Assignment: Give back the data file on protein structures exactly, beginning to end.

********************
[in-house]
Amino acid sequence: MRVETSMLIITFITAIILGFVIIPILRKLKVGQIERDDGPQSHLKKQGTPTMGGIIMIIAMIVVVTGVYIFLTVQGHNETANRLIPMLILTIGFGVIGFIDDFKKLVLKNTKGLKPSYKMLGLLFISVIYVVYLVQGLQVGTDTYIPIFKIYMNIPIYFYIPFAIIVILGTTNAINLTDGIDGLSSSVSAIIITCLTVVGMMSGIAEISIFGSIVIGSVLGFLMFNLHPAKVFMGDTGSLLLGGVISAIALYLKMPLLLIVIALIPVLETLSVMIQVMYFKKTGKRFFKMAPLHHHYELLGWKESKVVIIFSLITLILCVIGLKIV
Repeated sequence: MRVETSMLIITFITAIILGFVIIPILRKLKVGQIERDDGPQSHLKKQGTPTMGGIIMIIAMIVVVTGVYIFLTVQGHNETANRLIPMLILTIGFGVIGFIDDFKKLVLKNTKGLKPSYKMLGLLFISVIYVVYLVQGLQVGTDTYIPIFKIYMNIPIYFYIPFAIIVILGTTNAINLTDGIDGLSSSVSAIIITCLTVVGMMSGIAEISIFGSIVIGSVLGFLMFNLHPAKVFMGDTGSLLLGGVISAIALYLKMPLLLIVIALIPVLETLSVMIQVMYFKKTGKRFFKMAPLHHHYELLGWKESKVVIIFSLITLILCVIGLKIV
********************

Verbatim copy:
[in-house]
Amino acid sequence: MRVETSMLIITFITAIILGFVIIPILRKLKVGQIERDDGPQSHLKKQGTPTMGGIIMIIAMIVVVTGVYIFLTVQGHNETANRLIPMLILTIGFGVIGFIDDFKKLVLKNTKGLKPSYKMLGLLFISVIYVVYLVQGLQVGTDTYIPIFKIYMNIPIYFYIPFAIIVILGTTNAINLTDGIDGLSSSVSAIIITCLTVVGMMSGIAEISIFGSIVIGSVLGFLMFNLHPAKVFMGDTGSLLLGGVISAIALYLKMPLLLIVIALIPVLETLSVMIQVMYFKKTGKRFFKMAPLHHHYELLGWKESKVVIIFSLITLILCVIGLKIV
Repeated sequence: MRVETSMLIITFITAIILGFVIIPILRKLKVGQIERDDGPQSHLKKQGTPTMGGIIMIIAMIVVVTGVYIFLTVQGHNETANRLIPMLILTIGFGVIGFIDDFKKLVLKNTKGLKPSYKMLGLLFISVIYVVYLVQGLQVGTDTYIPIFKIYMNIPIYFYIPFAIIVILGTTNAINLTDGIDGLSSSVSAIIITCLTVVGMMSGIAEISIFGSIVIGSVLGFLMFNLHPAKVFMGDTGSLLLGGVISAIALYLKMPLLLIVIALIPVLETLSVMIQVMYFKKTGKRFFKMAPLHHHYELLGWKESKVVIIFSLITLILCVIGLKIV